The Young Lords: A Reader
Before reading The Young Lords: A Reader, I had never heard of the Young Lords Party. The original Young Lords were a loosely organized group that emerged from a street gang fighting the gentrification of Puerto Rican neighborhoods in Chicago. The New York chapter quickly dissociated themselves from their Chicago cousins, renaming themselves the “Young Lords Party” rather than the “Young Lords Organization.” The Young Lords Party, or YLP, are perhaps most famous for their takeover of a Methodist Church in East Harlem (“The People’s Church”) or their Garbage Offensive in the summer of 1969. Sanitation was nowhere near routine in the Barrio (East Harlem), so YLP officers pushed the garbage into the streets, forcing the city to clean it up if they wanted traffic to continue as normal. These types of actions, along with free tuberculosis and lead poisoning screenings, adult education classes, worker organizing, and a celebration of the many cultures of Puerto Ricans in New York were the backbone of the YLP.
As editor Darrel Enck-Wanzer states at the beginning of The Young Lords: A Reader: “This book offers a comprehensive collection of primary texts so that... you, the reader, can decide for yourself what the Young Lords might mean to us today.” True to his word, Enck-Wanzer presents many Young Lords’ original texts organized for the first time in one compilation. Although he clearly sympathizes with the original mission of the Young Lords Party, he presents the texts warts and all, including typos and dated language that a modern reader may not quite grasp.
Almost entirely youth-led, the Young Lords Party organized their friends, grandmothers, and neighbors to fight for rights that no one else was fighting for. Young organizers would do well to study this text, specifically Latino youth who may not identify with commonly lauded civil rights leaders. In one section on education, students describe the first-ever meeting of the Puerto Rican student union at Columbia University: “Workshops were held dealing with... the role of women in the revolution; high school students, college students, Latin American and Latin unity; the military... political prisoners; Third World unity; education, and the media...” This article was published in 1970 but easily could have described a conference held this year. If we are still battling the same demons, we would do well to learn from the mistakes of those who came before us.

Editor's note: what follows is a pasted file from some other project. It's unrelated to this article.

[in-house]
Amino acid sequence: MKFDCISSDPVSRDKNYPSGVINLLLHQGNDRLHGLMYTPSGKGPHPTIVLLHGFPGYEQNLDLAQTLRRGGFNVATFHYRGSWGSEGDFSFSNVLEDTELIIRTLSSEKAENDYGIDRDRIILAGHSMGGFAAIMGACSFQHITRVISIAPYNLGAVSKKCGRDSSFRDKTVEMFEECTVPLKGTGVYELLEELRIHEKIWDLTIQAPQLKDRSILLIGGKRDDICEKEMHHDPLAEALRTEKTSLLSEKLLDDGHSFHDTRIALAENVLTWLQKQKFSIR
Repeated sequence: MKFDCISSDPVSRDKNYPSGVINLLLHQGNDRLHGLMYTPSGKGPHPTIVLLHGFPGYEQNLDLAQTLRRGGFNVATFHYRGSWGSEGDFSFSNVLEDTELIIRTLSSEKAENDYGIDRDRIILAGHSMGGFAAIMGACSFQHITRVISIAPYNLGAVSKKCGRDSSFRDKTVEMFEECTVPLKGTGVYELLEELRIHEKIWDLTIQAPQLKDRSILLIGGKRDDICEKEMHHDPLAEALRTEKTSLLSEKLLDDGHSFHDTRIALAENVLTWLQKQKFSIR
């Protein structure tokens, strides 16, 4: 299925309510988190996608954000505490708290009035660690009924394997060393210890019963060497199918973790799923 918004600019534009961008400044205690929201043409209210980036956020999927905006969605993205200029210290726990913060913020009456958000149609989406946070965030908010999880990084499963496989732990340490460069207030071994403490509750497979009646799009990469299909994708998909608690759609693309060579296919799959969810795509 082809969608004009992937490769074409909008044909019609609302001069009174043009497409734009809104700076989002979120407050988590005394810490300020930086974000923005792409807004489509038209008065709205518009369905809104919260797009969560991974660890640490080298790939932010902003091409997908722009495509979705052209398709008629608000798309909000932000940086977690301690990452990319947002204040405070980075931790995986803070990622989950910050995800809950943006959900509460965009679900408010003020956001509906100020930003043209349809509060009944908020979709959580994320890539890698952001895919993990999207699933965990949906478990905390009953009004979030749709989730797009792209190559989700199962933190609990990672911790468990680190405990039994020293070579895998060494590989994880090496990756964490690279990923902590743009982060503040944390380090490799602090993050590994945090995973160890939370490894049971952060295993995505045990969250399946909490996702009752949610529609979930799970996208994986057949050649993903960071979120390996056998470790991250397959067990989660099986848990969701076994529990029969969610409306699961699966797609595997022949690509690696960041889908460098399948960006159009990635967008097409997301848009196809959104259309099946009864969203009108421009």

We should also give credit where credit is due. The YLP, more so than many similar groups, made an effort to recognize the intersectionality of different oppressions, an idea that is much more acceptable now than it was decades ago. They placed a special emphasis on the inclusion of women and the destruction of misogyny within their movement. This should be the norm by now, even though sadly it’s not. This anthology is a learning tool because most texts are presented honestly, with leaders candidly discussing their struggles, goals, progress, and failures. I cringe when older activists speak of the lack of passion nowadays, because I don’t think it’s any less prevalent today than it was in the sixties. The Young Lords: A Reader helps demonstrate part of that passion/frustration/ dedication, and helps guide young activists today with the same drive towards long-term change.